Carotid Ultrasound and Transcranial Doppler

A carotid ultrasound is a test that provides images of the carotid arteries in the neck, telling us how much blood flows through them and how fast it travels. Ultrasound waves are used to make an image of the arteries that can be used to detect abnormalities and blockages that may lead to stroke. Physicians often request carotid ultrasound for patients who have had a stroke or who might be at high risk for a stroke. This test is not necessary if a CT angiogram has been performed unless there is a question that requires a second mode of evaluation.

A transcranial Doppler (or TCD) test also uses ultrasound, but it focuses on the evaluation of flow in the major arteries inside the skull.

How a carotid ultrasound or TCD works

The patient lies down on the exam table as the physician (or technician) places a clear water-based gel on both sides of the neck where the carotid arteries are located. The gel acts as a lubricant that allows the transducer (a device that both puts out and detects ultrasound signals) to slide around easily on the patient’s skin. In the case of a TCD, the gel may be placed on the temples, on eyelids, under the jaw and at the base of the neck.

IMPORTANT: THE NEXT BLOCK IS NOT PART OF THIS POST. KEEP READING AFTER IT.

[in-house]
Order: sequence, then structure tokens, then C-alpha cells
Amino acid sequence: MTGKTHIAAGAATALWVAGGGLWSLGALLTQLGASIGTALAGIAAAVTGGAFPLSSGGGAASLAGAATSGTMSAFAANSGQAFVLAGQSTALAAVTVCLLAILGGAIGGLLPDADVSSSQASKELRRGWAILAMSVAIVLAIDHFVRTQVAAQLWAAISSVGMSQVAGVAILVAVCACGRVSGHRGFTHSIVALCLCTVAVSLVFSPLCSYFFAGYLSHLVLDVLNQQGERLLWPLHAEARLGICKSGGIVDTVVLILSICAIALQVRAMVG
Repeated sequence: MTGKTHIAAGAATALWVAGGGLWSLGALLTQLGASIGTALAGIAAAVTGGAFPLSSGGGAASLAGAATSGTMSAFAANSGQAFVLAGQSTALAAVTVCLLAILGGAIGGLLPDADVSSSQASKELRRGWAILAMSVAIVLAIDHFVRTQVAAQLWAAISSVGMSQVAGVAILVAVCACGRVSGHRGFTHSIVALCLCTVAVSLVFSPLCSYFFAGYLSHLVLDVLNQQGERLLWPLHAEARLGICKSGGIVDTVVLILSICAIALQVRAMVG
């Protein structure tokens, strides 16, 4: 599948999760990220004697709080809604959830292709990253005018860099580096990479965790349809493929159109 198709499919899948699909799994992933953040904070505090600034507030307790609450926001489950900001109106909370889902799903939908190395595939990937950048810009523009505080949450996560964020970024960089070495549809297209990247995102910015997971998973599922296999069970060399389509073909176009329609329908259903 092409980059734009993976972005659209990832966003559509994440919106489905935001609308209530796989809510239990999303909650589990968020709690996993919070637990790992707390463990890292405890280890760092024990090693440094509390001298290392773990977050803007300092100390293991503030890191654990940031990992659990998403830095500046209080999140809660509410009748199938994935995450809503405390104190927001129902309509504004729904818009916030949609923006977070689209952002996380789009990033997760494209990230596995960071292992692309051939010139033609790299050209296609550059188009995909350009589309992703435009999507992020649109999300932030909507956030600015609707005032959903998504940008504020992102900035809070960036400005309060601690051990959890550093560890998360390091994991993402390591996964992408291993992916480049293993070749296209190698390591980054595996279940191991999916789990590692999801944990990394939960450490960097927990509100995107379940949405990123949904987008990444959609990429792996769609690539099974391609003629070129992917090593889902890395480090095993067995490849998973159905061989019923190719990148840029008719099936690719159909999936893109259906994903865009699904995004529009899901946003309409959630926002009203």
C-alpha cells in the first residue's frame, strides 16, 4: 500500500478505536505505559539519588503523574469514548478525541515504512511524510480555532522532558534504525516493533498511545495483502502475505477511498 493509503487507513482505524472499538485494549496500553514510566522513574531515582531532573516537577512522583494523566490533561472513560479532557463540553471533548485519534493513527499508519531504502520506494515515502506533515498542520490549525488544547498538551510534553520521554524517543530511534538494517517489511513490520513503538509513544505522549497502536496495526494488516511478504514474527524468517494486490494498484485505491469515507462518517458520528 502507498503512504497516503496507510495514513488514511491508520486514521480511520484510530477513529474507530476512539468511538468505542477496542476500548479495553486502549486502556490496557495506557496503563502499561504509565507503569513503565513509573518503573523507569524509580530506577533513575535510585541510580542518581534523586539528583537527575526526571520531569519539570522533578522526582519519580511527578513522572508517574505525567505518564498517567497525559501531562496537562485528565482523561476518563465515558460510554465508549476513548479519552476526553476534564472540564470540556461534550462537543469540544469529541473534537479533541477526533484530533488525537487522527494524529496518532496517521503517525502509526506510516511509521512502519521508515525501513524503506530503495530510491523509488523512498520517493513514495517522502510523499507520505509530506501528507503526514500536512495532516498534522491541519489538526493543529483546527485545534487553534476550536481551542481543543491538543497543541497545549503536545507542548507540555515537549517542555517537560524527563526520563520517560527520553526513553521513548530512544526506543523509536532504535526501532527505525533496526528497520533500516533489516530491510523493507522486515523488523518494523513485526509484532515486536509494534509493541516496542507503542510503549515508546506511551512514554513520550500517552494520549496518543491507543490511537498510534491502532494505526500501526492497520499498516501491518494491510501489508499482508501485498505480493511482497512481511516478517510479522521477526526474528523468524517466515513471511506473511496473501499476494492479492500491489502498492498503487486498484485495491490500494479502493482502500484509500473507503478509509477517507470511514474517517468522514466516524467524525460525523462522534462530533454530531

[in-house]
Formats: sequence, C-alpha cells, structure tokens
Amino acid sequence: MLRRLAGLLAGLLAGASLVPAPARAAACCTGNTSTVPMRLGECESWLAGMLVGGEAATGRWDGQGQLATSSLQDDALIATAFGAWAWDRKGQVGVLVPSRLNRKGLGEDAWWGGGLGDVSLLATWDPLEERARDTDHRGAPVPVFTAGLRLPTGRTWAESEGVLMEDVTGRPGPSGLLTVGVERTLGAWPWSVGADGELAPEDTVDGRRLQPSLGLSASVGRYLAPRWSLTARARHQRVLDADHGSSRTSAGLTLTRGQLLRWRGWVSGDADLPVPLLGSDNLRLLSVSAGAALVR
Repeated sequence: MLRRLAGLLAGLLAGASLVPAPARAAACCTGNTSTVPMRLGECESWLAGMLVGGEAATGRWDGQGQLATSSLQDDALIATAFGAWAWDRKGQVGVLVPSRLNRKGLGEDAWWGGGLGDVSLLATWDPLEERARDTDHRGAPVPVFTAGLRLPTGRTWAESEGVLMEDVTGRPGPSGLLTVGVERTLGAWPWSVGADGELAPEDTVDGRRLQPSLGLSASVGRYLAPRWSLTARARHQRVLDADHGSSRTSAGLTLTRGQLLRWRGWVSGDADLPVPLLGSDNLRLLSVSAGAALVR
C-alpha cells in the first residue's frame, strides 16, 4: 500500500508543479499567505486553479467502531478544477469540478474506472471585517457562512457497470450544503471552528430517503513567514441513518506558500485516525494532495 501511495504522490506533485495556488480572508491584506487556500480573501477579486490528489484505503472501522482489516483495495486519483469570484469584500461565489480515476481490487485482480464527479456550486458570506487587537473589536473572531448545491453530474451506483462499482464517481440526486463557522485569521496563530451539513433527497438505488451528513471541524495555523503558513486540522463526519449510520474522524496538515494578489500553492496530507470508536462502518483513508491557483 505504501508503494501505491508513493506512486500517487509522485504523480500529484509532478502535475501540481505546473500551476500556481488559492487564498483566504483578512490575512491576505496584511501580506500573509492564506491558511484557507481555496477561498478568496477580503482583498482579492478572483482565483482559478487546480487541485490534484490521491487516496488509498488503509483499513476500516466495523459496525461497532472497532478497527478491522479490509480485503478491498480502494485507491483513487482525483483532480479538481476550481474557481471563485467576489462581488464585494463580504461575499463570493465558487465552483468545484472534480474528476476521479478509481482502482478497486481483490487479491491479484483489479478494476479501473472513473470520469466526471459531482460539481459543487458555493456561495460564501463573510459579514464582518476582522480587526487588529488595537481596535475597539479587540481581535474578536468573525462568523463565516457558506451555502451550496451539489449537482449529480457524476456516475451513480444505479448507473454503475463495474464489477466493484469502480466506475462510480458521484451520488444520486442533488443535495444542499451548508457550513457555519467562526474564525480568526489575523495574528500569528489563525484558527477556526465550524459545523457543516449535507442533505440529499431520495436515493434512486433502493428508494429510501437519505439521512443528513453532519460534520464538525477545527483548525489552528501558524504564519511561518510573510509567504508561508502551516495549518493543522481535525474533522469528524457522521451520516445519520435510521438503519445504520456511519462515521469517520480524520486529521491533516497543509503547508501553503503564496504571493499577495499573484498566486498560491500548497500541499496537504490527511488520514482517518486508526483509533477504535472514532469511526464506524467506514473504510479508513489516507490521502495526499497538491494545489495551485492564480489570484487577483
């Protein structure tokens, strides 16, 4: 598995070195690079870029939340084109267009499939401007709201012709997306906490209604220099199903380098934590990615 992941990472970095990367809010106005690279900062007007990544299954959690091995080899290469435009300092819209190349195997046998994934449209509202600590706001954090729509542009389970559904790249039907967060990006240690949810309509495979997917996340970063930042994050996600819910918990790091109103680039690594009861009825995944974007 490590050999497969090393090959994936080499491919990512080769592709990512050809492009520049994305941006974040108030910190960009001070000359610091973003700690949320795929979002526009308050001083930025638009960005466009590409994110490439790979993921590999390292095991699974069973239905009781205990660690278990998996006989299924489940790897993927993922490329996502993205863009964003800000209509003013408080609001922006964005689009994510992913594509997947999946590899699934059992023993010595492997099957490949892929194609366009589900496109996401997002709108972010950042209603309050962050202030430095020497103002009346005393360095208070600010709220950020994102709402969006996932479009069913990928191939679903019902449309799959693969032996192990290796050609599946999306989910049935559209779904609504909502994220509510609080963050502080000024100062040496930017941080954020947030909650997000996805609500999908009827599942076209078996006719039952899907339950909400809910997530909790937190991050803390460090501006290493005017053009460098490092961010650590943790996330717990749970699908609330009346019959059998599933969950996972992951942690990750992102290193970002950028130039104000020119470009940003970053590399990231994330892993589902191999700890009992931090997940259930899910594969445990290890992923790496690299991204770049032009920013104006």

Images of the artery will be shown on a video screen when the transducer is placed on the skin. The physician or technologist performing the scan may occasionally reposition the transducer in order to view these arteries from many different angles.

The procedure is completely noninvasive with no risks of pain or radiation. A carotid ultrasound usually takes between 15 and 30 minutes (or up to an hour along with a TCD), and results are generally available immediately.